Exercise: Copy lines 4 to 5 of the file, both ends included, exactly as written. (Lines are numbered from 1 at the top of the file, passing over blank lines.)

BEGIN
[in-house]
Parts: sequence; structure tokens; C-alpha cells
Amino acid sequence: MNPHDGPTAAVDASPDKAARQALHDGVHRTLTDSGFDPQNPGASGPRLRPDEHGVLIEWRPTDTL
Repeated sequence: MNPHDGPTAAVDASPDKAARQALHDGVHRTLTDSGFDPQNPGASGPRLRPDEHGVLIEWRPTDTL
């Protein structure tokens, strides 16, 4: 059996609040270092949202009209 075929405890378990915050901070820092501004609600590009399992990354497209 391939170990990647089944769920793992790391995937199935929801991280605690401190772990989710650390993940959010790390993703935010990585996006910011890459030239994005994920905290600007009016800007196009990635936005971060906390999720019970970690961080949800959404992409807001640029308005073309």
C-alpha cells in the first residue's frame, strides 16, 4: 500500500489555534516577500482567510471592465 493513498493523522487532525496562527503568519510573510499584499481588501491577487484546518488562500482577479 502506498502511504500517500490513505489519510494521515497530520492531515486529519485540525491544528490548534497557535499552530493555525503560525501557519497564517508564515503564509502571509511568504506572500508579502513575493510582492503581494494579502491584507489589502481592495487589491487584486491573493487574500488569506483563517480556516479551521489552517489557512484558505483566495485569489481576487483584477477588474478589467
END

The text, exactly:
Repeated sequence: MNPHDGPTAAVDASPDKAARQALHDGVHRTLTDSGFDPQNPGASGPRLRPDEHGVLIEWRPTDTL
């Protein structure tokens, strides 16, 4: 059996609040270092949202009209 075929405890378990915050901070820092501004609600590009399992990354497209 391939170990990647089944769920793992790391995937199935929801991280605690401190772990989710650390993940959010790390993703935010990585996006910011890459030239994005994920905290600007009016800007196009990635936005971060906390999720019970970690961080949800959404992409807001640029308005073309």